Apotex Wins the Battle But Loses the NOC War – Until FCA Clears Up the Issue of Judicial Comity in the NOC Quagmire

Published July 20th, 2012

Allergan v. Apotex 2012 FC 767 (Hughes)

Summary – Mr. Justice Hughes (“Hughes”), in the present case (the “Apotex Case”), declined to follow the Federal Court’s earlier findings in Allergan v. Sandoz 2011 FC 1316 (the “Sandoz Case”), that Allergan’s brimonidine/timolol combination for glaucoma was inventive.  However, following a detailed review of the Federal Court of Appeal (“FCA”) jurisprudence on how a second court should evaluate a “repeat NOC case”, Hughes concluded that clarification is required regarding judicial comity (paras. 191-193).  The simple sounding “better evidence or argument test” is actually very difficult to implement in practice.  All that a second court can do is review the first decision (para. 49).  Despite his obviousness finding, Hughes sent the case to the FCA to clarify this procedural point.  From a review of the entire decision, the second court is careful to identify several differences between the first and second case, both in the areas of law and evidence.  On its face, it appears that in fact, Hughes had “better evidence and better argument” before him to justify a departure from judicial comity (paras. 108, 148, 168, 176, 181), although he characterizes it merely as a difference in “quality” (para. 191).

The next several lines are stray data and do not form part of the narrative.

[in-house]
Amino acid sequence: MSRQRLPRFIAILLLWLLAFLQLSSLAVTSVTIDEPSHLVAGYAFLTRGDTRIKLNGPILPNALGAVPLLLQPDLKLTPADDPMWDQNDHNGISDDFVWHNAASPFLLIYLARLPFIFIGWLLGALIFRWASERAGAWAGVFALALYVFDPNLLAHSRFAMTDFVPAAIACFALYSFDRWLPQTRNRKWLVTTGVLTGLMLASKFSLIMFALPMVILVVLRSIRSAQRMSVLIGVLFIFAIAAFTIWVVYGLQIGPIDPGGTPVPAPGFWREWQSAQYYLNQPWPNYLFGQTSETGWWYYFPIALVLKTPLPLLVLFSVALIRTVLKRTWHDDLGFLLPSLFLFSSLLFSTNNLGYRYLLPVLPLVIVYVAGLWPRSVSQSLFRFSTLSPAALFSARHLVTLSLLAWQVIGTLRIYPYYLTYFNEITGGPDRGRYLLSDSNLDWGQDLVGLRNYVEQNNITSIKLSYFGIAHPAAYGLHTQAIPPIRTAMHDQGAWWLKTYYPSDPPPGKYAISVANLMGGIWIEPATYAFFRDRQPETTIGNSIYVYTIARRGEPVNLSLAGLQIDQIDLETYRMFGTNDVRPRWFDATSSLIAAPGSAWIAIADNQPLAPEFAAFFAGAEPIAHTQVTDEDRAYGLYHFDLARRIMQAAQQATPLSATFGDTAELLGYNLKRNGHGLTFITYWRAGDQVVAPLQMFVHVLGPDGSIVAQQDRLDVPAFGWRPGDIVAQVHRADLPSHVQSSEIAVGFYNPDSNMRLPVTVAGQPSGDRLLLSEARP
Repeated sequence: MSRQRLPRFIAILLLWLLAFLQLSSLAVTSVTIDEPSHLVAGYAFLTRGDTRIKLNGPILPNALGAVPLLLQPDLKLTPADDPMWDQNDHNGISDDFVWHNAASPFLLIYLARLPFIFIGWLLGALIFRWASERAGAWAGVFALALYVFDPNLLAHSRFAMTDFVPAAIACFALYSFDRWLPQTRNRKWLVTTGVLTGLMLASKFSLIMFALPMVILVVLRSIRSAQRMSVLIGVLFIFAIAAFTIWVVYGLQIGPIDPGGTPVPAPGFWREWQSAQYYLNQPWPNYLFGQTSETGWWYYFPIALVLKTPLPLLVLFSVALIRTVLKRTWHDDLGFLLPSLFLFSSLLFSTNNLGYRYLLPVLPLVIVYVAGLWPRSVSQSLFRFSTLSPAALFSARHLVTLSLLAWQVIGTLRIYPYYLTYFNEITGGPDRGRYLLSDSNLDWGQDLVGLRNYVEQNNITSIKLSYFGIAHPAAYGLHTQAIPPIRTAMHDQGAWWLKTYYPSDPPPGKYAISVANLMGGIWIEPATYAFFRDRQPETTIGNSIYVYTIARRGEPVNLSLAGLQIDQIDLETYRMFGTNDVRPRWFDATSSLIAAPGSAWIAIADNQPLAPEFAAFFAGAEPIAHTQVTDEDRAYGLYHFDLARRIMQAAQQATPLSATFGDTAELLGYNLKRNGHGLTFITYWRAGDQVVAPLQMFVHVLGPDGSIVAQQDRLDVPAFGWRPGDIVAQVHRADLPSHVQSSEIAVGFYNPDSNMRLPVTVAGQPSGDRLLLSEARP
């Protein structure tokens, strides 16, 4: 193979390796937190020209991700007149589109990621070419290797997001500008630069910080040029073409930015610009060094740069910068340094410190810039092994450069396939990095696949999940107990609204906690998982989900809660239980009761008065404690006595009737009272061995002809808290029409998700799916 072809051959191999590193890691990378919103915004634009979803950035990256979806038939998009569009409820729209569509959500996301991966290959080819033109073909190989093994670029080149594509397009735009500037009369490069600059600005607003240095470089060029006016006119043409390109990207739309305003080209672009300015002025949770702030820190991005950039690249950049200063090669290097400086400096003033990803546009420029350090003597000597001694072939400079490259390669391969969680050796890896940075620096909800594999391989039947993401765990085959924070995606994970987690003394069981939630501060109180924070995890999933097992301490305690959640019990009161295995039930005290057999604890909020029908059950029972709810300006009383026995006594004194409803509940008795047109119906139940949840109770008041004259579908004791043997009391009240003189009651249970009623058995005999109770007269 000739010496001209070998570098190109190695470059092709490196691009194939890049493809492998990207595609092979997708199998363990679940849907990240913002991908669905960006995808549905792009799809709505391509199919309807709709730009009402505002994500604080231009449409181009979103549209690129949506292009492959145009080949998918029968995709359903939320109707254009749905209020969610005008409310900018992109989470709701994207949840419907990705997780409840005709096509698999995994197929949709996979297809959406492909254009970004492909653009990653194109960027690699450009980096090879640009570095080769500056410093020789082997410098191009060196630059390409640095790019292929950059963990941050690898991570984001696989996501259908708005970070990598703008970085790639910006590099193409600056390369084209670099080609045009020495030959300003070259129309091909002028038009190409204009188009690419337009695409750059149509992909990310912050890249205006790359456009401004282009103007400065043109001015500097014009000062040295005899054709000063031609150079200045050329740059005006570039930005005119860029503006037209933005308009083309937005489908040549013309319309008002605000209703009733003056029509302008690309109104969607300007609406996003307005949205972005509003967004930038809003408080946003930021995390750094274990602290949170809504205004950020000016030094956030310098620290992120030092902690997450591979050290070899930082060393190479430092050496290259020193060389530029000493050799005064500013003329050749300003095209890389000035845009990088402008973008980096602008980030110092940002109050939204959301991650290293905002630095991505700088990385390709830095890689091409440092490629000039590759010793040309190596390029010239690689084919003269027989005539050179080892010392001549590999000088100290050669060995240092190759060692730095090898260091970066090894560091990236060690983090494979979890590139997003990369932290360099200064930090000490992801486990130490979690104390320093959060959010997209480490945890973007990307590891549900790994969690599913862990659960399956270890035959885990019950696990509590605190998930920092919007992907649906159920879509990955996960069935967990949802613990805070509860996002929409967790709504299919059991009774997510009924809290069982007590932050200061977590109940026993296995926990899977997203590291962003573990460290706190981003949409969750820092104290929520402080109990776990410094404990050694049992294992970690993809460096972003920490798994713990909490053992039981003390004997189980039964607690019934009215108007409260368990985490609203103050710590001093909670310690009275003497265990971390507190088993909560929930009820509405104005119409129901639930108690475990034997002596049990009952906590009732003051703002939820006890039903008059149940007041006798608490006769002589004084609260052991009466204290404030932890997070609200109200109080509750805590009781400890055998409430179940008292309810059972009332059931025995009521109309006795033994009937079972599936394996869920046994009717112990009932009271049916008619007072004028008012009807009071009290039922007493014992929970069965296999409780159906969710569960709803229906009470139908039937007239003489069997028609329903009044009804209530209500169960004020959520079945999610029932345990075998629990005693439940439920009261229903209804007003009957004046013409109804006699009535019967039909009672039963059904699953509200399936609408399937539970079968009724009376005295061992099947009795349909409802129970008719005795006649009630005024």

Analysis – The court spent a great deal of time reviewing both the earlier Sandoz Case decided by Mr. Justice Crampton (as he then was) and an earlier US case the “US Case”).  In both cases, Allergan’s patent was upheld.  Arguably, the major difference in the Apotex Case was the expert and factual evidence.  Hughes treated the evidence of Allergan’s key eye expert “with great caution” (paras. 29, 32, 44).  Apotex also filed evidence from an ocular formulation expert which was significant because in essence, Allergan’s main arguments on obviousness were really that a person skilled in the art would not know in advance how to formulate the combination to obtain improved efficacy, stability and less preservative) (para. 108). 

The court dealt with confusion regarding the meaning of “inventive concept”.  After reviewing the origins of inventive concept and explaining its relationship to construction, Hughes concludes it is acceptable to “import” utility into a chemical claim in order to determine the “inventive concept” (para. 141).  Arguably, this is a broad conclusion based on the cases he reviewed and it is expected that this will be an issue for the FCA.  Hughes (unlike Crampton) focussed on the “claim itself” and not the commercial product in evaluating whether “the recipe” for the combination was inventive (paras. 152, 154, 173).  The court accepted Apotex’s formulator evidence that:  (i) no incompatibilities would be expected; (ii) the “principal approach” would be to use the same 2 actives at the same concentrations in the individual products based on one earlier glaucoma timolol combination product; and (iii) Allergan’s preservative was commonly used (paras. 159-161, 165).  “There is always, especially in chemistry, an element of doubt that can only be dispelled by actually doing a test or experiment” (para. 161).  Hughes relied on an earlier UK case that provides a common sense approach to obviousness:  “the doctrine of obviousness exists to prevent a patentee from monopolizing products or activities that a skilled person should feel free to make or perform without worrying about the existence of a patent” (para. 175).